CHOPIN Etudes – Perahia
Once faced with injury and the possible end of his career, Murray Perahia has made a glorious recovery. Here he returns to his beloved Chopin after his recent and superlative Bach recordings, doubly conscious of one composer's tribute to another.
From Perahia there is order and lucidity at the heart of even Chopin's most audacious fire-storms and in, for example, Etudes Nos 1 and 4 from Op 10, you are made more aware than ever of an incomparable mix of poetry and precision. Perahia's may be a wholly modern voice yet he truly speaks in the spirit of his revered masters of the past, of Cortot and Fischer in particular, and this, allied with his immaculate infinitely polished and shaded pianism, gives his performances the rarest distinction and quality.
How superb and unfaltering is his mastery in No 1, that magnificent curtain-raiser to Op 10, how magical his improvisatory touch in its closing page. His textural translucency and musical breathing, his rubato in No 3, like that of Rubinstein, is that of a great and natural singer of the keyboard. Chopin would surely have cried out once again, 'ah, mon patrie!' if he had heard this performance.
No 8 is delightfully rumbustious and just when you note a touch of evasion in his rapid spin through the morbid near-Wagnerian chromaticism of No 6 you find yourself relishing his cool tempo, a musical ease and flexibility that give new meaning to Chopin's prescribed con molto espressione. On the other hand No 7 from Op 25 unfolds with the truest, most memorable sense of its lento elegy. Perahia realises the mountain echoes and final desolate peal of bells in No 9 from Op 10 - its pulsing agitation deeply underlined - and where else have you heard a more impassioned or articulate Revolutionary Etude?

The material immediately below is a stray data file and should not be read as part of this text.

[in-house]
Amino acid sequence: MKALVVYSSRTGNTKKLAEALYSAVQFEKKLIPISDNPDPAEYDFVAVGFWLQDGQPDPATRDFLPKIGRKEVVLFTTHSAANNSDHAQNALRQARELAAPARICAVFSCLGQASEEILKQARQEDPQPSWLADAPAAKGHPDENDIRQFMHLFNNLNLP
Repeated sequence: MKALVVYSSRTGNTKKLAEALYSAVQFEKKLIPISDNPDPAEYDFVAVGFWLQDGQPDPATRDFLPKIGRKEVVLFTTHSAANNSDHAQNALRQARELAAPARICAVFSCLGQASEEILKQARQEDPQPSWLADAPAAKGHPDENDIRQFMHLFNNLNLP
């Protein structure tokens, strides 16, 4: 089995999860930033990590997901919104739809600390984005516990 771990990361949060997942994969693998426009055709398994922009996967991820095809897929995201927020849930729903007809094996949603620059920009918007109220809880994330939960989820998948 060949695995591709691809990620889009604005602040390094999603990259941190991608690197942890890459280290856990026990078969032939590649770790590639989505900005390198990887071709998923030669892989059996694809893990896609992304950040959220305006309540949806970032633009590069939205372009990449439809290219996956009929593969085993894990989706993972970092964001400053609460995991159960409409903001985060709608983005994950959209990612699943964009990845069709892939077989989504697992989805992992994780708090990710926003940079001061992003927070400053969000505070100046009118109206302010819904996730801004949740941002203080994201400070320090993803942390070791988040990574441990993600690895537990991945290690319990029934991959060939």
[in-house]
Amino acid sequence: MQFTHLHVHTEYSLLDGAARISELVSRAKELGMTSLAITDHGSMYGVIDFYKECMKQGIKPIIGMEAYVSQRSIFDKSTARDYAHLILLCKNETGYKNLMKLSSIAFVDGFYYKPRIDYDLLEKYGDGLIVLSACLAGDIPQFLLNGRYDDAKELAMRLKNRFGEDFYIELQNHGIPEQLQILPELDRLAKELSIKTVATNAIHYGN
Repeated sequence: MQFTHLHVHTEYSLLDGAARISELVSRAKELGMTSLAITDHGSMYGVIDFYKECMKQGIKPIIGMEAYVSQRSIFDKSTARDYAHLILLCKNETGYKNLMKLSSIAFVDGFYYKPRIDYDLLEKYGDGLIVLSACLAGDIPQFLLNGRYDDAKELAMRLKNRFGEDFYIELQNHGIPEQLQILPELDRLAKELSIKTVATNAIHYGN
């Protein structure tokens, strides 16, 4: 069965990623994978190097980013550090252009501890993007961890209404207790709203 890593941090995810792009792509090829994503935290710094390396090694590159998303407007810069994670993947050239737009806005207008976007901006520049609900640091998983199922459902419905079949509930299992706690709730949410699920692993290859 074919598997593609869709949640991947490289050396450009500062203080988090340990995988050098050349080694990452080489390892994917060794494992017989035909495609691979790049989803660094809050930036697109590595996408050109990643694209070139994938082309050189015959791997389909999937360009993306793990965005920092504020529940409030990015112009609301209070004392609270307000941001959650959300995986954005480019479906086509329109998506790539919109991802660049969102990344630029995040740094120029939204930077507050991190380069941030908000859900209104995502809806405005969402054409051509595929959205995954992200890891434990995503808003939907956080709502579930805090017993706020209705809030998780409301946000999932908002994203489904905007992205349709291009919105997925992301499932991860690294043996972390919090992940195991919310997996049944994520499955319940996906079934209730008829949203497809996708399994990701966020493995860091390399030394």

Perahia can ease or emphasise the tension of the towering Op 25 No 11 Etude seemingly at will, and his exploration of the play of melody and counter-melody in No 1 from the same opus is achieved with a naturalness that can make other performances sound disfiguring and self-conscious.
Faced with artistry of this calibre, criticism falls silent; one can only listen and wonder at such unalloyed perfection. Personally, I would never want to be without Cortot's inimitable recording of the Etudes (his muddles and caprice as much a part of his artistry as what Daniel Barenboim so perceptively called 'the opium' of his playing) yet Perahia's is the finest of all modern discs of the Etudes. Sony's sound captures all of his artistry; hopefully, recordings of the Trois Nouvelles Etudes, the Waltzes, Scherzos, Mazurkas et al are a not too distant prospect.